The act of communion was indeed the highest privilege of a layman; but it was a severe rebuke to one who had been elevated to the rank of the clergy to be again degraded to the condition of a layman, and to be required to communicate as a layman at the table of the Lord. This was a kind of mitigated excommunication. He was excluded from the body of the clergy and reduced to the condition of a humble individual. In this situation he was required to perform certain services for that same body from which he had been expelled. This was styled communio laica, and the subject of this penalty was said to be delivered over to the secular arm, curiae tradi, in the phraseology of the ancient canonists.

  4. ImprisonmenL The custom of confining delinquent clergymen in monasteries appears to have taken its rise in the fourth and fifth centuries. At a later period it became a frequent mode of punishment.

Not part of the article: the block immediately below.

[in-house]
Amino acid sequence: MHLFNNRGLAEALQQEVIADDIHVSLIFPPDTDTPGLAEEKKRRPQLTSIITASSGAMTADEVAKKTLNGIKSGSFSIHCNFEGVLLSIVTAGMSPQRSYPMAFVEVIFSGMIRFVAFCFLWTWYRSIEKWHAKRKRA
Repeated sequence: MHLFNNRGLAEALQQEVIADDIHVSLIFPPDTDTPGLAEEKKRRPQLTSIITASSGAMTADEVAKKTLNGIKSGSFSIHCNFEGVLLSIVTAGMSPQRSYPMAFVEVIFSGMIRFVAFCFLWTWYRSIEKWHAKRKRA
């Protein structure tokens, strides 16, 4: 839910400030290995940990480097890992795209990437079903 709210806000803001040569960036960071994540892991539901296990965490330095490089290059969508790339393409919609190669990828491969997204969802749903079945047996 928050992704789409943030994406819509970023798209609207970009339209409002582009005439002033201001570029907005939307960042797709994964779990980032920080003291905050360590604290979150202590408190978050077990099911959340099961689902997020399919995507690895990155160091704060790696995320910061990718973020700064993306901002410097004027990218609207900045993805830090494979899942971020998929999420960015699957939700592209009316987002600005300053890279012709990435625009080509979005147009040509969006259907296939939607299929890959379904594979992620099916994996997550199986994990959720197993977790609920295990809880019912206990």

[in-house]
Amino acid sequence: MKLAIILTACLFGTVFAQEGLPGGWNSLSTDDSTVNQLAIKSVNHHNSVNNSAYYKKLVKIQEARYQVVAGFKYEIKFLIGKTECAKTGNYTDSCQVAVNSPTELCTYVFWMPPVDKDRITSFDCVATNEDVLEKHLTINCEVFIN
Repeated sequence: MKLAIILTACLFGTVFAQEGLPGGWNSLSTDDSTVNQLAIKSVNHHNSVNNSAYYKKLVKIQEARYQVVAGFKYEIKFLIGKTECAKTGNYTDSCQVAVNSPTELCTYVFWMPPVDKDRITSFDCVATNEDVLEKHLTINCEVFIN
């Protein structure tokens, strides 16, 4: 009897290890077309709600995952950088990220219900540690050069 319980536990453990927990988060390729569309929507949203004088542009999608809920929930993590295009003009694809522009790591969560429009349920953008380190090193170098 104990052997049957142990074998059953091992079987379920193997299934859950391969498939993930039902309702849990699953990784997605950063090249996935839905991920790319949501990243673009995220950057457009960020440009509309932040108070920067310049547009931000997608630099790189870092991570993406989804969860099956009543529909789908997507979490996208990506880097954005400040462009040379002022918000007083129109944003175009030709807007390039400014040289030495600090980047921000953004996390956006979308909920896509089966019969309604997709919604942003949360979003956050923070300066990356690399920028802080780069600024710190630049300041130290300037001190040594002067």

5. Corporal punishment. This kind of punishment, together with the last mentioned, was inflicted only on clergy of the inferior orders. This mode of punishment was by no means uncommon in the time of Augustine. A presbyter, who had given false witness, could first be deposed from his office; and then, as a layman, might be subjected to corporal puinishment. Connected with the churches in large cities, such as Constantinople, there were houses of correction, decanica, for administering the correction of imprisonment and of corporal punishment.